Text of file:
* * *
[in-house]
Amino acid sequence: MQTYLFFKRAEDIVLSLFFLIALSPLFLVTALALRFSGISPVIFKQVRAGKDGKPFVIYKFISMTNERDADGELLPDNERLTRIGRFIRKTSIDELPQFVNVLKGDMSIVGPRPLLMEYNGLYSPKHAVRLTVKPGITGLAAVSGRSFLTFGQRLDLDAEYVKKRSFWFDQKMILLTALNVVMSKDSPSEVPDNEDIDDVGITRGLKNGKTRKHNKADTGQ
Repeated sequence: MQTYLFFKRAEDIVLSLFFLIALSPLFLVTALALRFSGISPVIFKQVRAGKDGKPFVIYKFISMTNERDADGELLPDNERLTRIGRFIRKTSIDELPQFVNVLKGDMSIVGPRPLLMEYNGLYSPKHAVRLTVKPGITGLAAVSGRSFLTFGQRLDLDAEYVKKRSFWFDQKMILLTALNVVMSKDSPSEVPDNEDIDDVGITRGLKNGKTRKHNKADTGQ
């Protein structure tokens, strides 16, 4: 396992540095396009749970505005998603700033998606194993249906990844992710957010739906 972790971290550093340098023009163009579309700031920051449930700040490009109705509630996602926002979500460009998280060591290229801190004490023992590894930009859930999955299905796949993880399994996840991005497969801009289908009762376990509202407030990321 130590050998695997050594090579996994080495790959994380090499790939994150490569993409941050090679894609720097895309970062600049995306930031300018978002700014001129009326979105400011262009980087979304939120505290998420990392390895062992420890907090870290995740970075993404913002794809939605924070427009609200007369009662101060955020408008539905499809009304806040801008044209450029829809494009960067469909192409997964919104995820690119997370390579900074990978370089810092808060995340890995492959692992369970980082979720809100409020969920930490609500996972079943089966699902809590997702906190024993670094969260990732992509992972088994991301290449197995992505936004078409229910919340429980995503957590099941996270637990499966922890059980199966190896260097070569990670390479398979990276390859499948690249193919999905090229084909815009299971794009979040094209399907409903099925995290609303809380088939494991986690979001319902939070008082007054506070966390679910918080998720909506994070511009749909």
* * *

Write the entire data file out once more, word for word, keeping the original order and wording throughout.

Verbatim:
[in-house]
Amino acid sequence: MQTYLFFKRAEDIVLSLFFLIALSPLFLVTALALRFSGISPVIFKQVRAGKDGKPFVIYKFISMTNERDADGELLPDNERLTRIGRFIRKTSIDELPQFVNVLKGDMSIVGPRPLLMEYNGLYSPKHAVRLTVKPGITGLAAVSGRSFLTFGQRLDLDAEYVKKRSFWFDQKMILLTALNVVMSKDSPSEVPDNEDIDDVGITRGLKNGKTRKHNKADTGQ
Repeated sequence: MQTYLFFKRAEDIVLSLFFLIALSPLFLVTALALRFSGISPVIFKQVRAGKDGKPFVIYKFISMTNERDADGELLPDNERLTRIGRFIRKTSIDELPQFVNVLKGDMSIVGPRPLLMEYNGLYSPKHAVRLTVKPGITGLAAVSGRSFLTFGQRLDLDAEYVKKRSFWFDQKMILLTALNVVMSKDSPSEVPDNEDIDDVGITRGLKNGKTRKHNKADTGQ
């Protein structure tokens, strides 16, 4: 396992540095396009749970505005998603700033998606194993249906990844992710957010739906 972790971290550093340098023009163009579309700031920051449930700040490009109705509630996602926002979500460009998280060591290229801190004490023992590894930009859930999955299905796949993880399994996840991005497969801009289908009762376990509202407030990321 130590050998695997050594090579996994080495790959994380090499790939994150490569993409941050090679894609720097895309970062600049995306930031300018978002700014001129009326979105400011262009980087979304939120505290998420990392390895062992420890907090870290995740970075993404913002794809939605924070427009609200007369009662101060955020408008539905499809009304806040801008044209450029829809494009960067469909192409997964919104995820690119997370390579900074990978370089810092808060995340890995492959692992369970980082979720809100409020969920930490609500996972079943089966699902809590997702906190024993670094969260990732992509992972088994991301290449197995992505936004078409229910919340429980995503957590099941996270637990499966922890059980199966190896260097070569990670390479398979990276390859499948690249193919999905090229084909815009299971794009979040094209399907409903099925995290609303809380088939494991986690979001319902939070008082007054506070966390679910918080998720909506994070511009749909």